This is an ongoing series of posts. The first three were linked to in the most recent, Dover (PA) vs. Darwin update III
The trial has wrapped up over the issue of 'Intelligent Design' should be taught in the public schools in Dover, Pennsylvania. Federal Judge John E. Jones III said he hopes to issue a ruling in January.
Patrick Gillen, a lawyer for the Dover Area School Board, argued that the concept was intended to call attention to "a new, fledgling science movement."
The policy requires students to hear a statement about intelligent design before ninth-grade biology lessons on evolution.
The statement says Charles Darwin's theory is "not a fact," has inexplicable "gaps," and refers students to a textbook for more information.
In fact, the same argument could and has been made by people who advocate for extraterrestrial origins for life, numerology, ESP and the notion that the whole Apollo program was shot in a Hollywood studio.
UFOlogists always claim that theirs is a 'new, fledgling science movement,' and that their pseudo-science is not published in scientific journals because of academic discrimination.
In fact, it is because they have yet to put forward a paper that tests their hypotheses by designing and conducting a rigorous scientific experiment.
The same is true of Intelligent Design advocates, but with a twist-- unlike advocates of UFO's, ESP, or that the world will end on Tuesday, they have the political power to try and legislate science even when the science itself they are trying to legislate is faulty. This is no different than what happened in the year 1910, when the Indiana Legislature tried to legislate the value of pi (you know, that little number that is about 3.14159...) as being 3.2; They came within one vote but lost when someone pointed out how this would certainly cause bridges to collapse all over the state. The fact that they came within one vote is frightening in itself.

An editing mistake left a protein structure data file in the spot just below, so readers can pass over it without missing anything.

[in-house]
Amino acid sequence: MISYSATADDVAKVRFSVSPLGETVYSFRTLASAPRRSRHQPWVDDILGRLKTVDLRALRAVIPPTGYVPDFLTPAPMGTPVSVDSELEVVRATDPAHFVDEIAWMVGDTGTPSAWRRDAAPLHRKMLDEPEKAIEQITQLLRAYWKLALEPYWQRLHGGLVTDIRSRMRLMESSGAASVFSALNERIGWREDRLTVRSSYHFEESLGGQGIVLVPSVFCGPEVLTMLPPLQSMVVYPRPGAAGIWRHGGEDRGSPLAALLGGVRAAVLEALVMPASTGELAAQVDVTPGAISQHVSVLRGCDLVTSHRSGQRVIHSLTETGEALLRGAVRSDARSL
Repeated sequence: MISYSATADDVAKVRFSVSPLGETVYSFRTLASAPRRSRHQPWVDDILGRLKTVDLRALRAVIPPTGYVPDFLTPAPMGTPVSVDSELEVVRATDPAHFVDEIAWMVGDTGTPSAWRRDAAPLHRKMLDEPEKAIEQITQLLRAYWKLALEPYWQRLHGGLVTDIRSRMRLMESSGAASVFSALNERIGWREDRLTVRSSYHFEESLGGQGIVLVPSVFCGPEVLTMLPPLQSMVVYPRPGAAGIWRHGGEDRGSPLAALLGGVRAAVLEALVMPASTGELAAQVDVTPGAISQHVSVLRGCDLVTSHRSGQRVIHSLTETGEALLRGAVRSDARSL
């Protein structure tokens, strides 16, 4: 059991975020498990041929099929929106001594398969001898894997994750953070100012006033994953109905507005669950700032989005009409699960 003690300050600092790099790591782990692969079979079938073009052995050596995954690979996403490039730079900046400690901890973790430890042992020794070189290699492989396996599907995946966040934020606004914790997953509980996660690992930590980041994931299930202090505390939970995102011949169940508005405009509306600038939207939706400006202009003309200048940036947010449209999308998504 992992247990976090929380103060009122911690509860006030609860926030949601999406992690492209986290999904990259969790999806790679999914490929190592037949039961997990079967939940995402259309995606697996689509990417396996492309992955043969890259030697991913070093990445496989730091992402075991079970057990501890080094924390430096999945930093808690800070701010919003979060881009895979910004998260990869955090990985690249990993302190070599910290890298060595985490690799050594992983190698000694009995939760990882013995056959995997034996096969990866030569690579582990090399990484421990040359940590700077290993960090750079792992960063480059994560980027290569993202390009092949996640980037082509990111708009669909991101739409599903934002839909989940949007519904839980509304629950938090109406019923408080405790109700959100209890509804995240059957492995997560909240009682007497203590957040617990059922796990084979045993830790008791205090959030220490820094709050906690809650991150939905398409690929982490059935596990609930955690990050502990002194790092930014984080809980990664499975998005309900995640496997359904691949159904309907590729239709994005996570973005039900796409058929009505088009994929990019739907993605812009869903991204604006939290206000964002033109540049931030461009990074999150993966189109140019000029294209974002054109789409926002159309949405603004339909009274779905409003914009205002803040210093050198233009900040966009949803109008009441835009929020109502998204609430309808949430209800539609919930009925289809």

And the fact is, that those who are pushing this legislation are not scientists, nor are those who they are convincing to pass the legislation (in this case a school board directive).
Now, I understand that they believe Intelligent Design to be true. In fact, so do I. But neither my nor their belief constitutes science. In following the scientific method, anyone is free to propose a hypothesis based on whatever evidence they can find, but to prove it requires carefully designed experiments or predictions based on the hypothesis that are verified, and in a manner that can be replicated.
And if Evolution is not taught in schools, who suffers for it? Not the school board members. Probably not the teachers (although I would have a problem personally, as a math instructor, if I was directed by a bunch of politicians what to teach in class and how to word it, and particularly so if I knew it was contrary to the established methods of mathematics). Those who suffer will the the students of Dover, Pennsylvania. This year there is a case (now a lawsuit against the University of California in which private schools that had taught creationism were suddenly confronted with the reality that their curriculum was not considered adequate for admission to the University because of deficiencies in the science curriculum, so their students were categorically not being accepted to any of the campuses of U.C. From what I have read about the case, U.C. has all of the needed documentation (including test data) to very likely win this case, and as such the students in these schools, undoubtedly some of them very bright, will suffer. And it is unlikely that any academically rigorous university in Pennsylvania (such as Penn) won't similarly consider a student who has studied in the Dover school system to be deficient in science. Perhaps this is unfair, but the fact is that universities are looking for the best prepared students they can find to master a tough curriculum that builds on what a student should already know when leaving high school. Watering down the standards to accomodate creationism just isn't part of the agenda (but I guess the good news for these students is that they can still go to Bob Jones University).